Lord Charles Butler framed  oval daguerreotype with ornate brass inset in plain black square frame. 

Lord Charles is wearing formal black dress with white shire and holds a top hat on his knee.

Sarah Wynne (d.1903) by Sir Frederick William Burton

Sarah Wynne (d.1903)

Eldest daughter of Lady Anne-Wandesford Butler and John Wynne.

Artist: Sir Frederick William Burton

Watercolour portrait of Sarah Wynne  inserted into oval Giltwood mount in ornate Giltwood frame.

Lady Louisa Grace Butler (1868 -1896) by unknown artist

Lady Louisa Grace Butler (1868 -1896)

Artist: unknown

Third eldest daughter of James Butler, 1st Marquess of Ormonde and Grace Louisa Staples, she married Thomas Fortescue of Ravensdale,  Co. Louth,  1st Baron Clermont in 1840.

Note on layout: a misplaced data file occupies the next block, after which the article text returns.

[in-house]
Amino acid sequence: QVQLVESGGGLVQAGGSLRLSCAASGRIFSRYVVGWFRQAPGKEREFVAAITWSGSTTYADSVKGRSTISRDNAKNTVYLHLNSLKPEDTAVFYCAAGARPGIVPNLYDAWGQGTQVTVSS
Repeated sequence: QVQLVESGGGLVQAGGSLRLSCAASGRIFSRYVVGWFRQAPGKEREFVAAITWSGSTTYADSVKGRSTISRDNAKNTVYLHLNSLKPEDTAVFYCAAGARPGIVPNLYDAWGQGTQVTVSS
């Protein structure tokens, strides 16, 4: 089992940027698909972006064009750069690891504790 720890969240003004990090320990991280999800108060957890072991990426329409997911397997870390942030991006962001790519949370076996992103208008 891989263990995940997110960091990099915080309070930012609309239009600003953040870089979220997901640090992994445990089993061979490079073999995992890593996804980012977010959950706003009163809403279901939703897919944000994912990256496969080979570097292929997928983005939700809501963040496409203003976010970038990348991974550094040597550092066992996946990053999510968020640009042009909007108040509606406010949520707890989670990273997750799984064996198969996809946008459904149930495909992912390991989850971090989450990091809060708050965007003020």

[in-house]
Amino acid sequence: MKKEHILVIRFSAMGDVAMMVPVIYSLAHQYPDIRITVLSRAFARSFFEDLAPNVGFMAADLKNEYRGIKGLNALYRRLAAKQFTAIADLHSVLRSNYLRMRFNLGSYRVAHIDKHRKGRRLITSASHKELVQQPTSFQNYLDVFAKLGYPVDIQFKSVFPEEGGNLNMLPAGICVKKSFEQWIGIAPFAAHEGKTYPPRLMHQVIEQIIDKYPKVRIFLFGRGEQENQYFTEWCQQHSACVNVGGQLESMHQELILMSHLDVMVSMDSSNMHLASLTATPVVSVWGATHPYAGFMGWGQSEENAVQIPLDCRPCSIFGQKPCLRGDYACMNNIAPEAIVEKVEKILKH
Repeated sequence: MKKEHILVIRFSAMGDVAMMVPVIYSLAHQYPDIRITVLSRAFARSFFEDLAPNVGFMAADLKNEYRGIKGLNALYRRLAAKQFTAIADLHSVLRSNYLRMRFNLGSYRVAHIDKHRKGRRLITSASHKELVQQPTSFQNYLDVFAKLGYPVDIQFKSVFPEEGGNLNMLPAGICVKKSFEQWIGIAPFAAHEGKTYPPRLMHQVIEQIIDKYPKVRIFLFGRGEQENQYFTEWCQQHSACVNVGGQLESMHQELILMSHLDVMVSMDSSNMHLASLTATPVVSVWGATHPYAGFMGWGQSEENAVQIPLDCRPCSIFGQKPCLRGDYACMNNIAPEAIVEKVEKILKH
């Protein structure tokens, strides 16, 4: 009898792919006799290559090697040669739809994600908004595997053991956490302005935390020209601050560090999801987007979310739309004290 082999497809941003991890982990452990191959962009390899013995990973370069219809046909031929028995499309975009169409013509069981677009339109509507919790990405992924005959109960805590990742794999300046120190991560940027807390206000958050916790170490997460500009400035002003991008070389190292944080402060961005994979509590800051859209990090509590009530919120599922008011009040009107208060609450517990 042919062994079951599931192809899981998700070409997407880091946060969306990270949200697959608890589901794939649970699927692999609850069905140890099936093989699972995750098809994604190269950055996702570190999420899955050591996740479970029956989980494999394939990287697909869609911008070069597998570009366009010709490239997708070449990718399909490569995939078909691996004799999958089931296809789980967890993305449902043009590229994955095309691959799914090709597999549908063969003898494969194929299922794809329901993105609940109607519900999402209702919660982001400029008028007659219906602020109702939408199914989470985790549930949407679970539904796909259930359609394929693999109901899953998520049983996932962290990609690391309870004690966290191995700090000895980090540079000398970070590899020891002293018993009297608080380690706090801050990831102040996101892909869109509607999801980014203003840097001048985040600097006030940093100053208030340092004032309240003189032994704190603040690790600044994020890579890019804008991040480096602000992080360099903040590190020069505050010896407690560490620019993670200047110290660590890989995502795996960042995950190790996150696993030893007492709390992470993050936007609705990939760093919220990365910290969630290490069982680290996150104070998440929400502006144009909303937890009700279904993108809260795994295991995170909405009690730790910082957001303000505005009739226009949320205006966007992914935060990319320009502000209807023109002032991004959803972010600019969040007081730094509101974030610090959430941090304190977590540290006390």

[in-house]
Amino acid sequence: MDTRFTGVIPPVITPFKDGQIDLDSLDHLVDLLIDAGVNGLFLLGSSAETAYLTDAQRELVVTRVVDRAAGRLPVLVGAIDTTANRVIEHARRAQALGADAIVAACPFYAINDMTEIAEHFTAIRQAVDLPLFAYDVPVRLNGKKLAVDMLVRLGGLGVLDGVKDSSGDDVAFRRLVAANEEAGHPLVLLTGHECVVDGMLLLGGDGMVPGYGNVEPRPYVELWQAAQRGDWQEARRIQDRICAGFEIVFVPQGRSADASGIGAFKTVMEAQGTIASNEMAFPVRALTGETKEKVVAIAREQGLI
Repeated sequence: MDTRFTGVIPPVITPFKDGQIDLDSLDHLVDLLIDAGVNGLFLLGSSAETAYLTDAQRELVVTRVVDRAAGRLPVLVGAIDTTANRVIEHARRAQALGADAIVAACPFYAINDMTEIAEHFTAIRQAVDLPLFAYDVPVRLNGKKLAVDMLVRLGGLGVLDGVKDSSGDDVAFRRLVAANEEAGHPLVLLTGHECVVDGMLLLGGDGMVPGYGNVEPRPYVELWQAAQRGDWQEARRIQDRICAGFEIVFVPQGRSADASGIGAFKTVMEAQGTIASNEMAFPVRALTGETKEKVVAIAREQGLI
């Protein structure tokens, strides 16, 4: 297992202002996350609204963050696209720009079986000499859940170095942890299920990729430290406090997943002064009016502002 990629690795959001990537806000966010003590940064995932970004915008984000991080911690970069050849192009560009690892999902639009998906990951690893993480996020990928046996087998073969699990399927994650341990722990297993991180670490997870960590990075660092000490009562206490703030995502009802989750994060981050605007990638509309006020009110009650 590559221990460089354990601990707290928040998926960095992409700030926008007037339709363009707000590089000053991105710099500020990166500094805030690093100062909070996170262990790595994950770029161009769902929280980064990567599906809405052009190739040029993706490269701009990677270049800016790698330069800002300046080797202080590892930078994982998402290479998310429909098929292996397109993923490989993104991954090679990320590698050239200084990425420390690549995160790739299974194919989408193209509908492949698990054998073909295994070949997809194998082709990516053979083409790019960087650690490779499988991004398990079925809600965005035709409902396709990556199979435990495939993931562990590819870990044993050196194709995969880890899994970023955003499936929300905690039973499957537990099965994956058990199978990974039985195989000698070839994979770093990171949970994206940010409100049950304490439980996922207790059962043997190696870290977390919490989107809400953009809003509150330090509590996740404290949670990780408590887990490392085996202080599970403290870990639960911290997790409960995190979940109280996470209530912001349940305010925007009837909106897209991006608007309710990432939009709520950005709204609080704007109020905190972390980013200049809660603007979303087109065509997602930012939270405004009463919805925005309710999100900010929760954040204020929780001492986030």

Wearing a white dress, brown centre parted hair in an upstyle with a braid encircling her head.

Nymphs bathing in a landscape

Nymphs bathing in a landscape

Artist: Follower of Cornelis van Poelenburgh (c.1595-1667) (A.. Carre) Signed A Carré and dated 1753

Three partially clothed female figures are in the foreground, while others disport themselves in the lake. In the background is a classical landscape. Signed “A: Carre 1753”

Steenie Johnson by W. B Hole, Engraver Thomas Brown. 1875

Steenie Johnson

Artist: W. B Hole, Engraver Thomas Brown. 1875

A group scene, showing Steenie Steenson demanding a Receipt for his Rent from Sir Robert Redgauntlet who is depicted seated with a broken leg set upon a wooden suport. the remiander of the group dressed in 17th century style male and femal, are carousing.

From  “Wandering Willie’s Tale” by Sir Walter Scott, engraved by Thomas Brown after a picture by W.B.Hole, published in Six Engravings in Illustration of Redgauntlet, 1876.